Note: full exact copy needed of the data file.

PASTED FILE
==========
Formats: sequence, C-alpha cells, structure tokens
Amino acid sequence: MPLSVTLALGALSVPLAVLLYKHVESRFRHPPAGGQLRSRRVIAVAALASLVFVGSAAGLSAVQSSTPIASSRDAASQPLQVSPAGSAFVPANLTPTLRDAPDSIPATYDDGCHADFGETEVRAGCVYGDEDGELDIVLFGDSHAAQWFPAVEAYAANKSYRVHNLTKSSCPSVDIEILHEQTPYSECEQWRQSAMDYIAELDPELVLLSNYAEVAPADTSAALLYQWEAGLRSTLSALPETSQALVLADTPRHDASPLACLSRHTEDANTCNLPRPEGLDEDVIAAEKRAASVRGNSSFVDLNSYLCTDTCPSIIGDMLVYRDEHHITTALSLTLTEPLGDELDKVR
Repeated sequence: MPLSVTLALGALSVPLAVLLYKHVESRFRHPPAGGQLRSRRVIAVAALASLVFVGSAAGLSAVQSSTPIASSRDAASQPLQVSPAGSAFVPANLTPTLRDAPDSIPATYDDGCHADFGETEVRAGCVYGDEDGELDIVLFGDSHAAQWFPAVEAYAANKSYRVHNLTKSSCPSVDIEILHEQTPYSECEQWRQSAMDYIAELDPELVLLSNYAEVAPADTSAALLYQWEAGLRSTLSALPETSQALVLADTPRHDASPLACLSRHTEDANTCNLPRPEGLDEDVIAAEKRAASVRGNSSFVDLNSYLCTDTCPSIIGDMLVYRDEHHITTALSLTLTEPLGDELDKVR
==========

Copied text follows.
Formats: sequence, C-alpha cells, structure tokens
Amino acid sequence: MPLSVTLALGALSVPLAVLLYKHVESRFRHPPAGGQLRSRRVIAVAALASLVFVGSAAGLSAVQSSTPIASSRDAASQPLQVSPAGSAFVPANLTPTLRDAPDSIPATYDDGCHADFGETEVRAGCVYGDEDGELDIVLFGDSHAAQWFPAVEAYAANKSYRVHNLTKSSCPSVDIEILHEQTPYSECEQWRQSAMDYIAELDPELVLLSNYAEVAPADTSAALLYQWEAGLRSTLSALPETSQALVLADTPRHDASPLACLSRHTEDANTCNLPRPEGLDEDVIAAEKRAASVRGNSSFVDLNSYLCTDTCPSIIGDMLVYRDEHHITTALSLTLTEPLGDELDKVR
Repeated sequence: MPLSVTLALGALSVPLAVLLYKHVESRFRHPPAGGQLRSRRVIAVAALASLVFVGSAAGLSAVQSSTPIASSRDAASQPLQVSPAGSAFVPANLTPTLRDAPDSIPATYDDGCHADFGETEVRAGCVYGDEDGELDIVLFGDSHAAQWFPAVEAYAANKSYRVHNLTKSSCPSVDIEILHEQTPYSECEQWRQSAMDYIAELDPELVLLSNYAEVAPADTSAALLYQWEAGLRSTLSALPETSQALVLADTPRHDASPLACLSRHTEDANTCNLPRPEGLDEDVIAAEKRAASVRGNSSFVDLNSYLCTDTCPSIIGDMLVYRDEHHITTALSLTLTEPLGDELDKVR